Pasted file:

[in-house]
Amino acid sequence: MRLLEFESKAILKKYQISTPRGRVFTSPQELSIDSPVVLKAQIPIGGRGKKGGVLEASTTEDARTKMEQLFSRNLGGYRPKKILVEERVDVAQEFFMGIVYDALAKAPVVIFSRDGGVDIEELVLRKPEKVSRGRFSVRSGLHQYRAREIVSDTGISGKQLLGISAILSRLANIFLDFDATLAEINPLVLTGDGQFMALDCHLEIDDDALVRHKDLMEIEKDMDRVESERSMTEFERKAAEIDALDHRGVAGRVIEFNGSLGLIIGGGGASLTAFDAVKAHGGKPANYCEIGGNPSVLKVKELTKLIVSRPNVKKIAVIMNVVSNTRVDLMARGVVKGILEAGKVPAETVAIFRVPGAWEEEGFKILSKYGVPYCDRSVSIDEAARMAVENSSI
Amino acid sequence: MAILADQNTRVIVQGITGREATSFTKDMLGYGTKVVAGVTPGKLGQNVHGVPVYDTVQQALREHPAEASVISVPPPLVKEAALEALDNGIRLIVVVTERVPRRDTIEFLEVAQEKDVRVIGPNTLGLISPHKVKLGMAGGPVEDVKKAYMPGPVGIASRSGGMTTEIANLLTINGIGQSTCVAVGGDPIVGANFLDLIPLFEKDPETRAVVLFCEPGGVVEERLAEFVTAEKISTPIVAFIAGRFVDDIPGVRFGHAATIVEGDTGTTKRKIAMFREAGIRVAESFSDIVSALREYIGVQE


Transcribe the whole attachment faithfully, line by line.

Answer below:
[in-house]
Amino acid sequence: MRLLEFESKAILKKYQISTPRGRVFTSPQELSIDSPVVLKAQIPIGGRGKKGGVLEASTTEDARTKMEQLFSRNLGGYRPKKILVEERVDVAQEFFMGIVYDALAKAPVVIFSRDGGVDIEELVLRKPEKVSRGRFSVRSGLHQYRAREIVSDTGISGKQLLGISAILSRLANIFLDFDATLAEINPLVLTGDGQFMALDCHLEIDDDALVRHKDLMEIEKDMDRVESERSMTEFERKAAEIDALDHRGVAGRVIEFNGSLGLIIGGGGASLTAFDAVKAHGGKPANYCEIGGNPSVLKVKELTKLIVSRPNVKKIAVIMNVVSNTRVDLMARGVVKGILEAGKVPAETVAIFRVPGAWEEEGFKILSKYGVPYCDRSVSIDEAARMAVENSSI
Amino acid sequence: MAILADQNTRVIVQGITGREATSFTKDMLGYGTKVVAGVTPGKLGQNVHGVPVYDTVQQALREHPAEASVISVPPPLVKEAALEALDNGIRLIVVVTERVPRRDTIEFLEVAQEKDVRVIGPNTLGLISPHKVKLGMAGGPVEDVKKAYMPGPVGIASRSGGMTTEIANLLTINGIGQSTCVAVGGDPIVGANFLDLIPLFEKDPETRAVVLFCEPGGVVEERLAEFVTAEKISTPIVAFIAGRFVDDIPGVRFGHAATIVEGDTGTTKRKIAMFREAGIRVAESFSDIVSALREYIGVQE